Yang tells Yahoos to keep the faith

February 11, 2008: 12:02 PM ET

By Michal Lev-Ram

Jerry Yang's memos to fellow Yahoos are becoming an almost daily ritual at the Sunnyvale, Calif.-based company. The chief executive officer of the Internet pioneer -- which just turned down Microsoft's (MSFT) $44.6 billion buyout bid -- sent another letter to his employees Monday, explaining the board's decision.

"As you'll see from the news release we issued today, our board of directors has reviewed Microsoft's unsolicited proposal with Yahoo's management, financial and legal advisers," Yang wrote in the e-mail, filed with the Securities and Exchange Commission. "After a careful evaluation, the board has unanimously concluded that the proposal is not in the best interests of Yahoo and our stockholders."

Yang added that Microsoft's bid "substantially undervalues" the company and that the board would continue to evaluate all of its "strategic options." It's been reported that those options include a partnership with Google (GOOG), though it's not clear how attractive that would be to Yahoo (YHOO), or whether such a move could even clear potential antitrust hurdles.

Yang continued his e-mail with a pep talk to employees, saying they "deserve credit for the tremendously valuable business we have built."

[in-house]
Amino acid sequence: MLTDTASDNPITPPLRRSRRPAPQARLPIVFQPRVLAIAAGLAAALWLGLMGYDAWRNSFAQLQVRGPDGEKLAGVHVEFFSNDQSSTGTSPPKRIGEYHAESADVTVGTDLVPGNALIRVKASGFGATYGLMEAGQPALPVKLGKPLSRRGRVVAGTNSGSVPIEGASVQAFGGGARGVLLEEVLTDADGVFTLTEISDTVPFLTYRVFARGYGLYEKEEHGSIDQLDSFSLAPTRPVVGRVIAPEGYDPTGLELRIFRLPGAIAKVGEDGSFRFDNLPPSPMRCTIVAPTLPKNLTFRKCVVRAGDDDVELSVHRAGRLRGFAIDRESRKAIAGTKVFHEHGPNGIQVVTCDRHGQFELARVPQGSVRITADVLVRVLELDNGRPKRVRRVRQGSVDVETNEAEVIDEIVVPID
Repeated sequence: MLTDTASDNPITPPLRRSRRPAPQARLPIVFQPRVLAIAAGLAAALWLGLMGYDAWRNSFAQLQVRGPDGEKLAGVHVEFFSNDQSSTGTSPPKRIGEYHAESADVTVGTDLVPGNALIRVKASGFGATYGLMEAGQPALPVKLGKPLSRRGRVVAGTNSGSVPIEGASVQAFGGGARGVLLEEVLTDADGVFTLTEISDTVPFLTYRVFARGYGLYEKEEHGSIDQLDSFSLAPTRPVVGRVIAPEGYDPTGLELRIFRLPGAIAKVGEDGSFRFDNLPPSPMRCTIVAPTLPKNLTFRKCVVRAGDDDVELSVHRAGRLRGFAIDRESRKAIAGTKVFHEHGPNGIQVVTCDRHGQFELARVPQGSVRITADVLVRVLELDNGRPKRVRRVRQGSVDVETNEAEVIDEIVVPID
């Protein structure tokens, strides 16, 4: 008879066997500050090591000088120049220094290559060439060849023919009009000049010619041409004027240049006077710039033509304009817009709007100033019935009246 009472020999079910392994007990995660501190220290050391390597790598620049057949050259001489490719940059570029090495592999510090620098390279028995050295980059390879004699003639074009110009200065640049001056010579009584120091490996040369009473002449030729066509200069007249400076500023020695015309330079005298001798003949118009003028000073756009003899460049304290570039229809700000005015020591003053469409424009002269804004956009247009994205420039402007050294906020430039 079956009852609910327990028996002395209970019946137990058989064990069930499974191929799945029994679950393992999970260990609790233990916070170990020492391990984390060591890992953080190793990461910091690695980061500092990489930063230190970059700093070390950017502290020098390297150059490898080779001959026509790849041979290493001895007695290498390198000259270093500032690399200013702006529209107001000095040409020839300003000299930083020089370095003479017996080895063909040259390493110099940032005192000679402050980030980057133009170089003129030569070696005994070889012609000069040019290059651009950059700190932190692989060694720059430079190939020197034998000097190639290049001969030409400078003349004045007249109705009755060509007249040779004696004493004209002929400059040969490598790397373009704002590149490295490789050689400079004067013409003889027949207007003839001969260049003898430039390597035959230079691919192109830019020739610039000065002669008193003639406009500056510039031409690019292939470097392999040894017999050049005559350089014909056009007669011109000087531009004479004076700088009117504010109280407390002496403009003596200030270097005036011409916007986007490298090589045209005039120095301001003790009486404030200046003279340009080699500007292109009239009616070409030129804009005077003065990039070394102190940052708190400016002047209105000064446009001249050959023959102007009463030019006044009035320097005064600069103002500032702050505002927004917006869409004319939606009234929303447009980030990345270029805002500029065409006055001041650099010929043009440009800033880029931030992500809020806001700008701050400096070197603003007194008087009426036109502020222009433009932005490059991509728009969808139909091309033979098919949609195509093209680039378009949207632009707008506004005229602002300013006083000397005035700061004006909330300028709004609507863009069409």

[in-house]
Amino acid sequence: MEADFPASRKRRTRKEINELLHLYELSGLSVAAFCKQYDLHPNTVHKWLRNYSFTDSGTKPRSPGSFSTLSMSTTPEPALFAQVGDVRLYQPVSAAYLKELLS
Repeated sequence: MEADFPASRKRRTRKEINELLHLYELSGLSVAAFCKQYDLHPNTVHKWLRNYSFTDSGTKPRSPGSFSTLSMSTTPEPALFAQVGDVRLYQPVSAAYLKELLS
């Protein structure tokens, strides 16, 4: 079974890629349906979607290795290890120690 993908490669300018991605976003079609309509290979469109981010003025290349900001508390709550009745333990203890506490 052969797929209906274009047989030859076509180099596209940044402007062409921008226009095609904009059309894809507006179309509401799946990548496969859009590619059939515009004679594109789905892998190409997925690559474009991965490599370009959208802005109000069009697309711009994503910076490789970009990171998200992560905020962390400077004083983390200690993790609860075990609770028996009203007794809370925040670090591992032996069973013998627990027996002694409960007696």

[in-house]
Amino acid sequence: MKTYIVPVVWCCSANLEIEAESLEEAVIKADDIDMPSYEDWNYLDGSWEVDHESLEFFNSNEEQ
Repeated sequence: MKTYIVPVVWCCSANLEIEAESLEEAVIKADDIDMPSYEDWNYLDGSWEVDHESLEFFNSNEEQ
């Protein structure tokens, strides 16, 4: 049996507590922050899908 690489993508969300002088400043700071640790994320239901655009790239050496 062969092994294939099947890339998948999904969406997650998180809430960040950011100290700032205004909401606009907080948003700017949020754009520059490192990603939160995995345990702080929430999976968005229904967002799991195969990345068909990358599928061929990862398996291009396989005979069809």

"All of us in management, as well as the members of the board, deeply appreciate and respect what you have done and continue to do in order to maintain and enhance Yahoo's leadership position in the online world," wrote Yang. The CEO then went on to list Yahoo's key assets -- including its global brand, heavily-trafficked content sites and investments in computing infrastructure like its Panama search engine.

The danger of a protracted struggle over Yahoo is that key Yahoo employees will be cherry-picked by other tech companies. Mid-level Yahoo execs are already getting multiple offers from Oracle (ORCL), Google and Salesforce.com (CRM), according to Global Equities Research analyst Trip Chowdhry.

No surprise then that Yang signed off by saying, "Of course, our most important resource is you: the thousands of creative, passionate and committed Yahoos who are executing our strategies to deliver value for users, advertisers, publishers -- and stockholders."

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About This Author
Michal Lev-Ram
Michal Lev-Ram
Writer, Fortune

Based in Silicon Valley, Michal Lev-Ram covers enterprise and mobile technologies for FORTUNE. Prior to joining FORTUNE, she wrote for CNNMoney, Fast Company, Popular Science and other business and technology publications. She was also a staff writer at Business 2.0 and holds a B.A. in journalism from San Francisco State University.

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